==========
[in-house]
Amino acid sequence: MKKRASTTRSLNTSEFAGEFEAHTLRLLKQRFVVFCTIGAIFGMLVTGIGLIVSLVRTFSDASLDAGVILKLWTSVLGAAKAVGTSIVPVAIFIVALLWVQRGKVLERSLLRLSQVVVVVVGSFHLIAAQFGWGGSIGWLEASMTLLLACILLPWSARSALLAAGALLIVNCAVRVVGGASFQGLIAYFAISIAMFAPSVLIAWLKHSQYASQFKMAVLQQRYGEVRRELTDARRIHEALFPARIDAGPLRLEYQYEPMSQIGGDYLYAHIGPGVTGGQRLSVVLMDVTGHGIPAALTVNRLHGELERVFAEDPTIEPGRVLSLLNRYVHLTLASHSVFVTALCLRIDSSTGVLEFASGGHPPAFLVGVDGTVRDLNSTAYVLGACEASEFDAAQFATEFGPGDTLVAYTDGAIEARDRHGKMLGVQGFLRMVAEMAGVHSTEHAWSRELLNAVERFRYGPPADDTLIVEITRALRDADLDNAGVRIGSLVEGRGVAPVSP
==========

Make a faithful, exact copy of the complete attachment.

[in-house]
Amino acid sequence: MKKRASTTRSLNTSEFAGEFEAHTLRLLKQRFVVFCTIGAIFGMLVTGIGLIVSLVRTFSDASLDAGVILKLWTSVLGAAKAVGTSIVPVAIFIVALLWVQRGKVLERSLLRLSQVVVVVVGSFHLIAAQFGWGGSIGWLEASMTLLLACILLPWSARSALLAAGALLIVNCAVRVVGGASFQGLIAYFAISIAMFAPSVLIAWLKHSQYASQFKMAVLQQRYGEVRRELTDARRIHEALFPARIDAGPLRLEYQYEPMSQIGGDYLYAHIGPGVTGGQRLSVVLMDVTGHGIPAALTVNRLHGELERVFAEDPTIEPGRVLSLLNRYVHLTLASHSVFVTALCLRIDSSTGVLEFASGGHPPAFLVGVDGTVRDLNSTAYVLGACEASEFDAAQFATEFGPGDTLVAYTDGAIEARDRHGKMLGVQGFLRMVAEMAGVHSTEHAWSRELLNAVERFRYGPPADDTLIVEITRALRDADLDNAGVRIGSLVEGRGVAPVSP